Induction of epidural anesthesia was preceded by 1 h of active prewarming [10]designed to minimize redistribution hypothermia. [11]Active warming was continued for an additional 20–30 min, as necessary to return the core temperature to preinduction levels. Upper- and lower-body mean skin-surface temperatures were adjusted to 33 [degree sign] Celsius, a typical value, using forced air (Augustine Medical, Eden Prairie, MN) and circulating water (Cincinnati Sub-Zero Products, Cincinnati, OH).

The core was cooled by central-venous administration of lactated Ringer's solution at [nearly =] 3 [degree sign] Celsius. The cooling rate was restricted to <or= to 2 [degree sign] Celsius/h, because such rates do not trigger dynamic thermoregulatory responses. [12]Fluid was typically administered at [nearly =] 10–20 ml/min during the initial portion of the study but increased to [nearly =] 80 ml/min by the end. Cooling ceased when shivering intensity no longer increased, despite a continued decrease in core temperature, or when the volunteer requested it. The cooling period typically lasted 1 h on control days and 2 h with epidural anesthesia.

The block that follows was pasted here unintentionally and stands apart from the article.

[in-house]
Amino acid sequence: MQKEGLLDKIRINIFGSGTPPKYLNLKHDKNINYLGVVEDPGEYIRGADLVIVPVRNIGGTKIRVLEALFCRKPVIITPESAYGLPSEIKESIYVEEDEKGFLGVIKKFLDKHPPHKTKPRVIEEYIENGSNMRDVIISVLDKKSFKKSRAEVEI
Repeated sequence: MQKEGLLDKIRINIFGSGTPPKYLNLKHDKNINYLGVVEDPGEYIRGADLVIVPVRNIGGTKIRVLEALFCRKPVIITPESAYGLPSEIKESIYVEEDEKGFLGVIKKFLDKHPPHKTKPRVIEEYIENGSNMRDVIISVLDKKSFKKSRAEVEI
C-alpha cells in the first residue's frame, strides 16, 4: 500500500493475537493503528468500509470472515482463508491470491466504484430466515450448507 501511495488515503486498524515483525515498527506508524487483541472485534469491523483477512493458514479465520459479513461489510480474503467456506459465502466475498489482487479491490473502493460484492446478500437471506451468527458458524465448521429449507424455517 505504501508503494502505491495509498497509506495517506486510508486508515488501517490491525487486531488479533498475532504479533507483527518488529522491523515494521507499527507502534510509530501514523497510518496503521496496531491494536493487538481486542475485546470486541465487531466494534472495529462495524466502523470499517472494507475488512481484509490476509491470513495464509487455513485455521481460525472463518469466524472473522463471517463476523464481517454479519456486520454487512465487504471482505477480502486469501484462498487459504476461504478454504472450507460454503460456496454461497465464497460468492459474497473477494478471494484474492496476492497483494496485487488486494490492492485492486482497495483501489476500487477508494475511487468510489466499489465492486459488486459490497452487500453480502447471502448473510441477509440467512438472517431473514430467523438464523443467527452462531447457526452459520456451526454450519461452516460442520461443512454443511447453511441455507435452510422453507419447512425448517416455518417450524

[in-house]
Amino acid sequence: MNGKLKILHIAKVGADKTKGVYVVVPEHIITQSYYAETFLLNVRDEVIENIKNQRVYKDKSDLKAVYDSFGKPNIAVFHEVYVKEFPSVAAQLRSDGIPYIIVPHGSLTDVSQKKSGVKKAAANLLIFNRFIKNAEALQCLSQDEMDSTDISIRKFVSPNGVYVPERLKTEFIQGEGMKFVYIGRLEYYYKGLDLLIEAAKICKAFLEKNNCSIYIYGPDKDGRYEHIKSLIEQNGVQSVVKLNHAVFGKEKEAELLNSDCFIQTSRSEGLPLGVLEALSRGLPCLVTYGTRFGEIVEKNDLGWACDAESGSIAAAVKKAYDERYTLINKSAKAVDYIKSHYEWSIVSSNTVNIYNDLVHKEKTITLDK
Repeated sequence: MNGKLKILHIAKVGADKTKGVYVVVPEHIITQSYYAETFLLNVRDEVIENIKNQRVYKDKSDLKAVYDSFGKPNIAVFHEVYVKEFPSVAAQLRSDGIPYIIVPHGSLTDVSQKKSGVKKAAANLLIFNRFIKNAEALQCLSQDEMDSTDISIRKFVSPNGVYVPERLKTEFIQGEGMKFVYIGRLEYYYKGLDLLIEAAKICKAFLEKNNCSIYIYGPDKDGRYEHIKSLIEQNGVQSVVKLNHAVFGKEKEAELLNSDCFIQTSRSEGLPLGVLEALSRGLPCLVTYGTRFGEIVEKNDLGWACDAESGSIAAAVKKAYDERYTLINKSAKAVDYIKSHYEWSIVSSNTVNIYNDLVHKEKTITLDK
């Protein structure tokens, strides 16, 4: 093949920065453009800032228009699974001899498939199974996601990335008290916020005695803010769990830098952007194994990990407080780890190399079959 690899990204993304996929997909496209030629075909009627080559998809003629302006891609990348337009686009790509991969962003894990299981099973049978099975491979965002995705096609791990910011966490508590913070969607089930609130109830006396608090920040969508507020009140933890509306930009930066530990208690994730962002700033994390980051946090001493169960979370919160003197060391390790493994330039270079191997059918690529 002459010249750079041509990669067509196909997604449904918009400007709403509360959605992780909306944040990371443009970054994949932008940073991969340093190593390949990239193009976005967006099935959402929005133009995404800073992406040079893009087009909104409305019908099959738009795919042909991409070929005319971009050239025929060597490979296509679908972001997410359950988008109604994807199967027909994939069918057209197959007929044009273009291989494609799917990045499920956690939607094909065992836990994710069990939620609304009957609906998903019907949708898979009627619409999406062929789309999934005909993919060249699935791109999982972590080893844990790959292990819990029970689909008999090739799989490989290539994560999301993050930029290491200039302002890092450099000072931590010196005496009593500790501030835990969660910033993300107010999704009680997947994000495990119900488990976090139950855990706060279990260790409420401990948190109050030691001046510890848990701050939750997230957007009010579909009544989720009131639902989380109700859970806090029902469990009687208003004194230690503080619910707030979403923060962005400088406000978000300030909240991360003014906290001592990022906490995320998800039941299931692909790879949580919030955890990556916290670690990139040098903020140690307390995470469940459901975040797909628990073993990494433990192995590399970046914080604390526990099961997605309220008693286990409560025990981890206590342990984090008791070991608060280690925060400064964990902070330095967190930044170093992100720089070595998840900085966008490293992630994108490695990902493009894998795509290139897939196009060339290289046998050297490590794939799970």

Core temperature was recorded from the tympanic membrane using Mon-a-Therm thermocouples (Mallinckrodt Anesthesiology Products, St. Louis, MO). The aural probes were inserted by volunteers until they felt the thermocouple touch the tympanic membrane; appropriate placement was confirmed when volunteers easily detected a gentle rubbing of the attached wire. The aural canal was occluded with cotton, the probe securely taped in place, and a gauze bandage positioned over the external ear. Mean skin-surface temperature was calculated from measurements at 15 area-weighted sites. [13]Upper- and lower-body skin temperatures were calculated as previously described. [3]Temperatures were recorded at 1-min intervals from thermocouples connected to calibrated Iso-Thermex thermometers (Columbus Instruments, Columbus, OH) that have an accuracy of 0.1 [degree sign] Celsius and a precision of 0.01 [degree sign] Celsius.